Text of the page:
Anthony J. Schaeffer, MD ’68, a distinguished physician-scientist at Northwestern University Feinberg School of Medicine, has announced he intends to step down as chair of the Department of Urology. Dr. Schaeffer will continue his role as a distinguished member of the faculty, and will continue to serve as chair until a new one is appointed.
During his nearly four decades at Feinberg, Dr. Schaeffer has played a prominent role in the field of urologic research, publishing extensively on urinary tract infection (UTI), inflammation and incontinence. Among his major contributions are several clinical techniques for both male and female incontinence, including an innovative urethral sling procedure. Along with colleagues, Dr. Schaeffer was the first to describe the systemic changes of bacteria binding that subsequently cause UTIs in women and developed a novel technique for patient-based management of them.
“Through his discoveries, Tony Schaeffer has had a major impact on how physicians and scientists approach urological issues, and his scientific accomplishments will undoubtedly be built upon with future breakthroughs made here and elsewhere,” said Eric G. Neilson, MD, vice president for Medical Affairs and Lewis Landsberg Dean. “Feinberg can boast an enormously successful Department of Urology thanks to Tony; he leaves a superb legacy on which to grow.”
After graduating from the medical school in 1968 and completing an internship at McGaw Medical Center, Dr. Schaeffer entered the United States Air Force for two years. He received his urologic training at Stanford University and returned to Feinberg as an assistant professor in 1976. He quickly established a research laboratory with National Institutes of Health (NIH) funding before becoming associate professor in 1982, professor in 1986 and chair in 1990.
“It has been a privilege to continue the legacy of this great department and work with and benefit from the counsel of outstanding faculty, residents and colleagues,” said Dr. Schaeffer, the Herman L. Kretschmer Professor of Urology. “The diversity and talent of our department, along with collaborative interactions both within and outside the Northwestern community, have played a major role in our growth and development.”
A longtime member of the American Urological Association (AUA), Dr. Schaeffer chaired the AUA’s Research Council from 2003-10, served on the National Institute of Diabetes and Digestive and Kidney Diseases Advisory Council from 2006-10 and was associate editor for the Journal of Urology from 2004-12.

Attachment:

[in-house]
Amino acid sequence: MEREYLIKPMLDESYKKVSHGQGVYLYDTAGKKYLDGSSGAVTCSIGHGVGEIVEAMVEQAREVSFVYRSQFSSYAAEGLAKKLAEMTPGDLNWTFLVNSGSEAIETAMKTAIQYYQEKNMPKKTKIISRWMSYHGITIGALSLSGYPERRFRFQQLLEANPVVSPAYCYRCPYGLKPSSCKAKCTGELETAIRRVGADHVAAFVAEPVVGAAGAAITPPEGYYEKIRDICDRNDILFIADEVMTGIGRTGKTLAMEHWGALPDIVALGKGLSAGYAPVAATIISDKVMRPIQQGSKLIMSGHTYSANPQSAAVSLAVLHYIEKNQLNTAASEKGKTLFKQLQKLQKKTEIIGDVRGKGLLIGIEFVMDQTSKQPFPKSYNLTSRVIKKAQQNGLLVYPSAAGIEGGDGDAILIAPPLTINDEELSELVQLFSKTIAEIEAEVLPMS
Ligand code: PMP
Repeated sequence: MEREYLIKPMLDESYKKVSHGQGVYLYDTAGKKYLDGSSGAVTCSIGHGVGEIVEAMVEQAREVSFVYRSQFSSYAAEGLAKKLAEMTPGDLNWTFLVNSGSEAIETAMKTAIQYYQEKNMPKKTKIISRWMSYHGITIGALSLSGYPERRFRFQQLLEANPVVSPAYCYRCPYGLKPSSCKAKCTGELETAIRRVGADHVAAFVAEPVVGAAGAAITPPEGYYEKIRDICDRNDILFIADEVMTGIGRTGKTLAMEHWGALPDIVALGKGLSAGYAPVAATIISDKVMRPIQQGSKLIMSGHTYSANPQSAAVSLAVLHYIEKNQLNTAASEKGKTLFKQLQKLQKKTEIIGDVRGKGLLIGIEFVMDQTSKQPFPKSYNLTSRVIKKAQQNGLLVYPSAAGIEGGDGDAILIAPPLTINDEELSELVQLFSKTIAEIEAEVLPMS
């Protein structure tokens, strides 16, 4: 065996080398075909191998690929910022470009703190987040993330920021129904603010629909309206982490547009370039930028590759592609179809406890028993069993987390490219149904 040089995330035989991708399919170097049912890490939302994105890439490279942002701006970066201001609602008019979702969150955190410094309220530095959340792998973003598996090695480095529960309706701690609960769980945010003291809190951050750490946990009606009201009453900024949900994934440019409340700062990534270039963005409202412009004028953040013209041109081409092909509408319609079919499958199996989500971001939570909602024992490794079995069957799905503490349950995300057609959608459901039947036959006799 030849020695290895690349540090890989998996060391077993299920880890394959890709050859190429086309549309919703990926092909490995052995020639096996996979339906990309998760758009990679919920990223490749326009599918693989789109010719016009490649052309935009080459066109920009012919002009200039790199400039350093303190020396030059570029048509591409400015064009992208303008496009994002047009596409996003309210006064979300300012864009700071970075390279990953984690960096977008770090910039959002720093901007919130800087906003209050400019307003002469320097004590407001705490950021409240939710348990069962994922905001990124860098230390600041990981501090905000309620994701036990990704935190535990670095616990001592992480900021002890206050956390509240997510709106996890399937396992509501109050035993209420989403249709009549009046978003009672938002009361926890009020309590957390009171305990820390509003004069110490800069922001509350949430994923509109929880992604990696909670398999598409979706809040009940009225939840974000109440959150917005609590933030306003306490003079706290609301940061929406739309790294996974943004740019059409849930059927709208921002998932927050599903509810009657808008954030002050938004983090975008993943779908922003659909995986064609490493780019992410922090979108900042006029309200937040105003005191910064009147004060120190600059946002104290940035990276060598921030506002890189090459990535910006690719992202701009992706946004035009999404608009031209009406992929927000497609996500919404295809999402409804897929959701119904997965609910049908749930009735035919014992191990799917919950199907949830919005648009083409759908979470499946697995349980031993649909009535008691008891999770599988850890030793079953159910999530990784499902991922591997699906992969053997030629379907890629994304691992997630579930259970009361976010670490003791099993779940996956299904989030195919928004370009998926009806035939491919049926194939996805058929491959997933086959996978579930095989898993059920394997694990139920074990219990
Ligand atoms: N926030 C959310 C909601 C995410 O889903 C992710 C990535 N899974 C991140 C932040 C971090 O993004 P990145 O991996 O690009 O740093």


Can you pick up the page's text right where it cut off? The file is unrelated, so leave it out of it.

Among his numerous honors, he received a distinguished NIH MERIT Award in 1996, the AUA’s Eugene Fuller Triennial Prostate Award in 2004, Distinguished Service Award in 2010 and Foundation Distinguished Scholar Alumni Award in 2011. This year he was bestowed Honorary Membership in the AUA, an accolade reserved for a select group of scientists who have achieved outstanding prominence in the field.
During his time as chair, the Department of Urology has established a diverse array of research areas, including inflammation, pain, the microbiome, angiogenesis, nanotechnology, urologic health and quality of life and cancer. The department has continually ranked in the top 10 in National Institutes of Health funding throughout the past decade, ascending to No. 3 in 2012.
“Our research has focused on discovering innovative solutions to both common and complex urologic diseases,” said Dr. Schaeffer, a member of the Robert H. Lurie Comprehensive Cancer Center. “The success of our research has translated into significant improvements in the quality and duration of our patients’ lives.”
In 2008, Dr. Schaeffer was honored by a group of grateful patients, colleagues and friends as they established the Anthony J. Schaeffer, MD, Professorship in Urology.
“For me, Tony has been a mentor, a partner and a friend. It’s been a true privilege to work with him,” said David Klumpp, PhD, who was invested as the Schaeffer Professor last summer. “I regard this award as both an immense honor and an important responsibility to, in part, uphold Dr. Schaeffer’s legacy.”
In 2013, Dr. Schaeffer led the department to No. 9 in the U.S. News and World Report specialty ranking, up from 18 one year prior. It’s the highest ranking in the department’s history.
Dr. Schaeffer has published more than 400 peer-reviewed articles and is currently a member of the NIH Multi-Site Collaborative Research Project on male chronic pelvic pain syndrome (prostatitis). He has maintained continuous NIH funding since 1978 and he contributes regularly to international panels to establish guidelines for management of UTIs.
“It has been an honor to serve and lead the department to the highest levels in education, research and patient care,” said Dr. Schaeffer. “The department’s future is very bright.”
A national search will begin shortly to identify a new chair for the department.